originally posted by: olaru12
Know any investors?
2065. THE ENTIRE PLANET IS HIT BY THE EFFECTS OF CLIMATE CHANGE. ONE OF THE FEW PLACES THAT REMAIN HABITABLE IS ANTARCTICA, WHERE BIG CORPORATIONS HAVE BUILT PRIVATE CITIES. HEBE AND CIRO GET BACK TOGETHER AGAIN. SHE IS LOOKING FOR LOVE. HE IS SEARCHING FOR HIS OWN IDENTITY.
This is a film with no blood, no overt scares, and no action, and it’s absolutely gut-wrenching. Set in a world where teenagers are taken to “harvest camps” so that the government can claim their body parts, this six-minute short focuses on the harvesting of one teenage girl. Visually, you might expect a lot from that description, but the killer here lies in the sound.Utilizing a minimal budget, the film was shot in a single room using claustrophobically close framing. In fact, the only thing you really see of the girl is her eyes, but the way the camera holds them while the sounds of bonesaws and tearing flesh echo through your ears sets your teeth on edge.“Unwind” was based on a novel of the same name by Neal Shusterman, and plans are underway to adapt the story into a full-length film. This little short was developed by MainStay Productions.
Written and directed by Ruairi Robinson, “Blinky” is about a robotic helper that can do just about anything . . . except make a little boy’s parents stop fighting.“Blinky” is dark. It’s the kind of film that plays on the horrors of a broken childhood and the restrained malice that grows from the depths of constant conflict. It’s chilling for the same reason people were terrified when a little black-haired girl crawled out of the white noise of a television and clawed her way across a dark room in The Ring. Because violence is all the more brutal when it’s spawned from innocence.And “Blinky” is violent, sure, but it’s also extremely well made and beautifully rendered. With a budget of only $48,000, Robinson created a fully animated robot just as realistic as CHAPPiE or anything we saw in Pacific Rim, mostly because he designed, modeled, and animated the entire thing himself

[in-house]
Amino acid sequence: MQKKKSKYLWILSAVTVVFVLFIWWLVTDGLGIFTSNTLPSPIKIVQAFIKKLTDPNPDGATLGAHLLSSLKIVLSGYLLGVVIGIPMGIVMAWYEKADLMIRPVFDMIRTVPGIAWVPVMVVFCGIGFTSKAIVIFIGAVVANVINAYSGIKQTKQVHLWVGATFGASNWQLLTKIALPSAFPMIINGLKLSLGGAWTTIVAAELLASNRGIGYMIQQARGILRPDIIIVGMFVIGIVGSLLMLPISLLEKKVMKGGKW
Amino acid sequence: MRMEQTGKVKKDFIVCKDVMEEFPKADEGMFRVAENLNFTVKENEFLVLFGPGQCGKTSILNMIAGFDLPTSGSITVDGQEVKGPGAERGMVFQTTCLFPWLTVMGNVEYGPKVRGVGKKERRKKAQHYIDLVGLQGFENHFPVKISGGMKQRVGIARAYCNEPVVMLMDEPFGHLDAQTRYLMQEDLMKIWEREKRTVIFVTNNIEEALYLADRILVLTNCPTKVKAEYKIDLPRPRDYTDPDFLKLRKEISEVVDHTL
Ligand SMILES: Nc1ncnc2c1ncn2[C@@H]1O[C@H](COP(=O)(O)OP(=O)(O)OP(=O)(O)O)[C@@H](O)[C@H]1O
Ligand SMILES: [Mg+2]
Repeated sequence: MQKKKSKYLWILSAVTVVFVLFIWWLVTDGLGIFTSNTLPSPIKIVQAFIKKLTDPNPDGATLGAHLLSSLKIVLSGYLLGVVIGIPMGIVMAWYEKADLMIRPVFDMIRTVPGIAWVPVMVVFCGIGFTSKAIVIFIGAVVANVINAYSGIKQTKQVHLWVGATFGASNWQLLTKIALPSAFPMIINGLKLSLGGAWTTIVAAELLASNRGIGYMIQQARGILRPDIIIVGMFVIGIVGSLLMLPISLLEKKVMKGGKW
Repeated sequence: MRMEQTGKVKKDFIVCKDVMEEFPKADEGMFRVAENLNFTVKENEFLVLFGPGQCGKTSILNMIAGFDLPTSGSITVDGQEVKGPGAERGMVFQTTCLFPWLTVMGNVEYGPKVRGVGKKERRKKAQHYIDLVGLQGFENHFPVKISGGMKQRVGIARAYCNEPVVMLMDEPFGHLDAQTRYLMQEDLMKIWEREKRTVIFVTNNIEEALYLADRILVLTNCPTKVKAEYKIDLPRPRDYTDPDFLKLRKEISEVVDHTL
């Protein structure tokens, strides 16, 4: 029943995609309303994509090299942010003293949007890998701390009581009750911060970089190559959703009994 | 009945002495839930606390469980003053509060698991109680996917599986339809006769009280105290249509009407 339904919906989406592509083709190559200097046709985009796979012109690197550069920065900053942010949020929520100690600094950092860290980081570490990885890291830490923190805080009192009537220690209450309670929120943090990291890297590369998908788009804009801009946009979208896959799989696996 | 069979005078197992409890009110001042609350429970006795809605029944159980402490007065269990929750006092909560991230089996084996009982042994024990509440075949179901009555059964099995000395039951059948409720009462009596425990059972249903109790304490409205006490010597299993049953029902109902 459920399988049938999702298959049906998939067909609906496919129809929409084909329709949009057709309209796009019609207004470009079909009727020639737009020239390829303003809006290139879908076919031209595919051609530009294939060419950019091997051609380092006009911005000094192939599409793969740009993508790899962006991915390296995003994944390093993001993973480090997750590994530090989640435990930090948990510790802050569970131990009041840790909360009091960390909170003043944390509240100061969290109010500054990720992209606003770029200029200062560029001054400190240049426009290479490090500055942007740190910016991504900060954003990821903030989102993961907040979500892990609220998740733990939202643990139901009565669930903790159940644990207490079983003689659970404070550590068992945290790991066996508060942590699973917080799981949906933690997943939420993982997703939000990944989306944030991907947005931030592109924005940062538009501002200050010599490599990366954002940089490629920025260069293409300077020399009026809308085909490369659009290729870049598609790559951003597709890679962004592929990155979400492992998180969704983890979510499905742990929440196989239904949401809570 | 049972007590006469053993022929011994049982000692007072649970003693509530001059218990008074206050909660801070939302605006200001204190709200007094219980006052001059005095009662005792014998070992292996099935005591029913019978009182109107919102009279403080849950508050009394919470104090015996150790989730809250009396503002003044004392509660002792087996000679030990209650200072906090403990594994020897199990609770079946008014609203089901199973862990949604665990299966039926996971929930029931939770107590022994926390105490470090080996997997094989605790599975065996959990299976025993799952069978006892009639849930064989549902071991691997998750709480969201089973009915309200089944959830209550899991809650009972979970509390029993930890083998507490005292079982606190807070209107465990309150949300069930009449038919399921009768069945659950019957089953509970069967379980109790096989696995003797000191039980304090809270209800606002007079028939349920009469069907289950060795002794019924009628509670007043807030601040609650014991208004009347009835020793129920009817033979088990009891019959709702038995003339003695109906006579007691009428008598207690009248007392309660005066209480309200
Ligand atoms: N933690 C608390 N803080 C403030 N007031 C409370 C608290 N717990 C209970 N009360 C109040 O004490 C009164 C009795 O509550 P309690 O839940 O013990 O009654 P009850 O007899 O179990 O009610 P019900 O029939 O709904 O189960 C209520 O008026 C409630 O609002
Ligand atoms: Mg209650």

“Perfect Drug” is a strange mix of dark comedy, sci-fi, and surreal imagery all meshed into a surprisingly coherent tale of a man who accidentally drinks something from a glowing vial that he’d stolen from a pharmacy for his boss. It was written and directed by Belgian filmmaker Toon Aerts and produced by Czar Films, a company which usually sticks to advertisements and car commercials. In “Perfect Drug,” they’ve built on an idea that could easily be extended into a modern cult film.The look and feel of the film could contend with any large-scale production, and although the computer-generated special effects fall a little short, the real-world effects will make you squirm. The hallucinogenic imagery leans on both types of effects and leaves you wondering whether monsters are afoot or if the entire thing is happening inside the head of the main character. The insanity is so palpable you can squeeze it and let the juices run down your fist.
10 Sci-Fi Short Films That Will Give You The Creeps